Peter Soroye is a PhD Student in Biology working with Prof Jeremy Kerr at the University of Ottawa. Peter is a conservation biologist studying the impacts of climate change and land use change on biodiversity across the globe, with the goal of informing conservation management and policy to find more effective ways of protecting species and reversing declines of biodiversity. In February 2020, Peter published the first chapter of his PhD research in the journal Science, which was focused on a novel mechanism for predicting climate change related extinction risk in bumblebees.
Deciphering mechanisms of transcription regulation and their role in the biological embedding of experience
Presented by: Dr Maria Aristizabal
November 19th at 12:30pm EST
Transcription is essential for life and in eukaryotes it is performed by one of several RNA polymerases (RNAP). Of these, RNAPII is responsible for the synthesis of all mRNAs and many non-coding transcripts, an activity that requires the integration of general and gene-specific signals. However, how these activities are coordinated and contribute to the response to environmental contexts remains poorly understood, despite a clear significance in the adaptation, health and survival of all organisms. Furthermore, the extent to which genetic variability affects transcription and thus modulates individual differences in the response to challenge is unclear. In this presentation, I will discuss two distinct but interconnected projects examining the molecular mechanisms by which organism respond to nutritional information. The first project leverages the unique advantages of the yeast model system and focuses on Cdk8, the kinase subunit of the Mediator transcription co-activator complex. Here, I focus on a new kinase-substrate relationship that directly linked Cdk8 to the regulation of metabolism. The second project uses fruit flies and shows that the response to nutritional stimulus is sex-specific.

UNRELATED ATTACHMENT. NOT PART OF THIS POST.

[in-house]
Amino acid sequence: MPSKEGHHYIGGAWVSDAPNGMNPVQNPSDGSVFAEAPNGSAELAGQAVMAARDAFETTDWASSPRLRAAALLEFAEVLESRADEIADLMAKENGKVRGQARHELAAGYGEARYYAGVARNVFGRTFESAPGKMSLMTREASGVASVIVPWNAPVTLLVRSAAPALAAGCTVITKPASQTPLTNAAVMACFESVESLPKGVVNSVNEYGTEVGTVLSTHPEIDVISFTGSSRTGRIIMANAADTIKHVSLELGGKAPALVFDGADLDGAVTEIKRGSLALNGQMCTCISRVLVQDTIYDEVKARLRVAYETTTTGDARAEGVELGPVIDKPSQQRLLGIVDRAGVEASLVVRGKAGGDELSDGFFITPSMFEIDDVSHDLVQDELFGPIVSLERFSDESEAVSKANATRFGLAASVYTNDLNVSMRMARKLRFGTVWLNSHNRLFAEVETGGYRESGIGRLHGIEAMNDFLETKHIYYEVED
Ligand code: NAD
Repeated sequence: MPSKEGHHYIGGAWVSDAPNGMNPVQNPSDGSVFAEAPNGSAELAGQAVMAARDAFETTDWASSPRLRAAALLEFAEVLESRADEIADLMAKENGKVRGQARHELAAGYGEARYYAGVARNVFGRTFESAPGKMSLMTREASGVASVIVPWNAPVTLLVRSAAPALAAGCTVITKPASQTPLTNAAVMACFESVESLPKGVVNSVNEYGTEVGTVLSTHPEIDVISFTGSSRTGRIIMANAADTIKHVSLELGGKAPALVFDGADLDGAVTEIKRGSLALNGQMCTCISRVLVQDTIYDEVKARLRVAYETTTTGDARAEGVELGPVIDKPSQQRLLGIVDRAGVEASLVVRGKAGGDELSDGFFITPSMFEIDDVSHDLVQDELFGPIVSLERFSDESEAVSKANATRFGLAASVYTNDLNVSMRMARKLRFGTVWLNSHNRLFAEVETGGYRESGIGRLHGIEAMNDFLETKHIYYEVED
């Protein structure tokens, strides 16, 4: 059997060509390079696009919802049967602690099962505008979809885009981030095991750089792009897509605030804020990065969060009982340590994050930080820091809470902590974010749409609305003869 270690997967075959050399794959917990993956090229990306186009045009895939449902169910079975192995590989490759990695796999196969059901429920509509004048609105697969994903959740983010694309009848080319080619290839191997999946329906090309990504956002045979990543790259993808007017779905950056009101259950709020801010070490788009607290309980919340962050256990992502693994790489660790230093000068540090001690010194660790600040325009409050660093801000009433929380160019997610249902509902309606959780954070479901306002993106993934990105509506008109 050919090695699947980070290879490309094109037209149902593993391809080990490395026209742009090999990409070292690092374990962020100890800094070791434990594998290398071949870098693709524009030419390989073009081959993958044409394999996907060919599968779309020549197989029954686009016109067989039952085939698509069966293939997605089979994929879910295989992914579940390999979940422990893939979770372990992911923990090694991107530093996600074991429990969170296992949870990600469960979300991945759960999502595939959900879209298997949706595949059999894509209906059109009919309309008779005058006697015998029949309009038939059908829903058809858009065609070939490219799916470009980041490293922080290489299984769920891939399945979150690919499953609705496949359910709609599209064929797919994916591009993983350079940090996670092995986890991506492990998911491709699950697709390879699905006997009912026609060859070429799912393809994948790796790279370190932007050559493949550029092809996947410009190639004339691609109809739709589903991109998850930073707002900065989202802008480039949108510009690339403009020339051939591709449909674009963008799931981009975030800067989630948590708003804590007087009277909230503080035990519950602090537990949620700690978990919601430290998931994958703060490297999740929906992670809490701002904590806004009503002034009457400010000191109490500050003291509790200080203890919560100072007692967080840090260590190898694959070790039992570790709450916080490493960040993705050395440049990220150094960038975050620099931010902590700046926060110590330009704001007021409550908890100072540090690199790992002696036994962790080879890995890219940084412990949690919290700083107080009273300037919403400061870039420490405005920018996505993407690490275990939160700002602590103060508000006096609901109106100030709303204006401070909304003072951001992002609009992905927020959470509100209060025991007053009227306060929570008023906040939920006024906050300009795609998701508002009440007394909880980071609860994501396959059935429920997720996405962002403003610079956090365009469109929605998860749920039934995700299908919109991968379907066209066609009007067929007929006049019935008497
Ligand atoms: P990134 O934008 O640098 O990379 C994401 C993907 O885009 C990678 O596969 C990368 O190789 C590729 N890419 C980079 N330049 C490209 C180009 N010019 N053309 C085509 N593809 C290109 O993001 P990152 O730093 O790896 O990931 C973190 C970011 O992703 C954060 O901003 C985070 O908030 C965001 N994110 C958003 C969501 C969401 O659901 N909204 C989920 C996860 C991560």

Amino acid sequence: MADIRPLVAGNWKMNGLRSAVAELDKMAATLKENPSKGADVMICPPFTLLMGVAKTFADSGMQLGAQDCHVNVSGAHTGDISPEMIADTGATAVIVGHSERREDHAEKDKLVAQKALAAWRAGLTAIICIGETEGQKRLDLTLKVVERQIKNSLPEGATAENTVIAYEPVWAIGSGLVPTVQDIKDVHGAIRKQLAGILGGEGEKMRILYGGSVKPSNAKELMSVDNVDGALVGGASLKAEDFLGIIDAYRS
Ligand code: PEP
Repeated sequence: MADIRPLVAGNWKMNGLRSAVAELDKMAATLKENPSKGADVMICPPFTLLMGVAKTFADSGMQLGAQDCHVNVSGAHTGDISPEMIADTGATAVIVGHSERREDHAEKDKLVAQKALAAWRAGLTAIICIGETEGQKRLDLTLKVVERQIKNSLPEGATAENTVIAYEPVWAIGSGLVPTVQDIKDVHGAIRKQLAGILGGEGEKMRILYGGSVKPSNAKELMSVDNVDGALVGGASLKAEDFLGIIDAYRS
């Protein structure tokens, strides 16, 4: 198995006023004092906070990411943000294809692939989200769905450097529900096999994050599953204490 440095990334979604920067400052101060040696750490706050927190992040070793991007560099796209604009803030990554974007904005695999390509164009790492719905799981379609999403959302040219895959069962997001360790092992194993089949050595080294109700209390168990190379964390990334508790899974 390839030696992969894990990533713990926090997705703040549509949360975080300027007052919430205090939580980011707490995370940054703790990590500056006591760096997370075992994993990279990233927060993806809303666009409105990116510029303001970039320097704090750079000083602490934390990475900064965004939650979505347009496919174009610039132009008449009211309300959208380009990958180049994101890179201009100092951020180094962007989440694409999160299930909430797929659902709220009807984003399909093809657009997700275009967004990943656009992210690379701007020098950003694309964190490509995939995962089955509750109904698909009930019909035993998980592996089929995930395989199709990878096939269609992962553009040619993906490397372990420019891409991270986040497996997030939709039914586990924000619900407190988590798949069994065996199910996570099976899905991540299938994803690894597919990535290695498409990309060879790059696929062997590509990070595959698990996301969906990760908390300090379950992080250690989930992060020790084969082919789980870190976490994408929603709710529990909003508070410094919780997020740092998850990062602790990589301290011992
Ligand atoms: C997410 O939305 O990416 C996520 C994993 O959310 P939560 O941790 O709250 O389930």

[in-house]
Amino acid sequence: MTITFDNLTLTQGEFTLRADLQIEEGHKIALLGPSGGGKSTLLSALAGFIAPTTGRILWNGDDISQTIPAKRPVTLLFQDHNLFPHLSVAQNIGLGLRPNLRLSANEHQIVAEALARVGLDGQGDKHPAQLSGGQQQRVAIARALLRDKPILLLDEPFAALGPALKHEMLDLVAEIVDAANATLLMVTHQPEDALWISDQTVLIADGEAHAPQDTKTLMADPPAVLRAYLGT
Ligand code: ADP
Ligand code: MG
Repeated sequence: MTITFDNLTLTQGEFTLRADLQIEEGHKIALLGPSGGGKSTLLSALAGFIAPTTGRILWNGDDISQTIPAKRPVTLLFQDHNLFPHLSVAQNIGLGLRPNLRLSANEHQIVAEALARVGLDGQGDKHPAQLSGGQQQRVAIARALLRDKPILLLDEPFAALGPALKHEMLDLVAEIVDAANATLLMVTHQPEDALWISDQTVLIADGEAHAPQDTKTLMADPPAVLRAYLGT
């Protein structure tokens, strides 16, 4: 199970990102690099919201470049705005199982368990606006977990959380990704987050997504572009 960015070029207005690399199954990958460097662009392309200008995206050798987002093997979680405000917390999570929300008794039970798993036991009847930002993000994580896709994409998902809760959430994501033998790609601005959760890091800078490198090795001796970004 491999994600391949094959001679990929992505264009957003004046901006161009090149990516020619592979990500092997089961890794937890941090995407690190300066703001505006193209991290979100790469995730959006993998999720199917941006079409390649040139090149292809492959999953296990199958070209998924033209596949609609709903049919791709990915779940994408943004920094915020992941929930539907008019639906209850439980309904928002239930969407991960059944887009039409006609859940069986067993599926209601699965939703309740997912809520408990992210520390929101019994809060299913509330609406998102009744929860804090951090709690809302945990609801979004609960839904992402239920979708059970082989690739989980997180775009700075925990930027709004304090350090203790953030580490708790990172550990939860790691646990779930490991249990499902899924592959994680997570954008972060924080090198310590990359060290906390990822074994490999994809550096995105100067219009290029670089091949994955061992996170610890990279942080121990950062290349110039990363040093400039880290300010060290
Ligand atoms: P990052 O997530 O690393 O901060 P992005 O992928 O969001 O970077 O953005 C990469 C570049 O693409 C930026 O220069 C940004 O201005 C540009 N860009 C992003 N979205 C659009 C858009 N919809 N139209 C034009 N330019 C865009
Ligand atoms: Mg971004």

We are showered every day with the gifts of the Earth and yet we are tied to institutions which relentlessly ask what more can we take? Drawing upon both scientific and indigenous knowledges, this talk explores the covenant of reciprocity, how might we use the gifts and the responsibilities of human people in support of mutual thriving in a time of ecological crisis.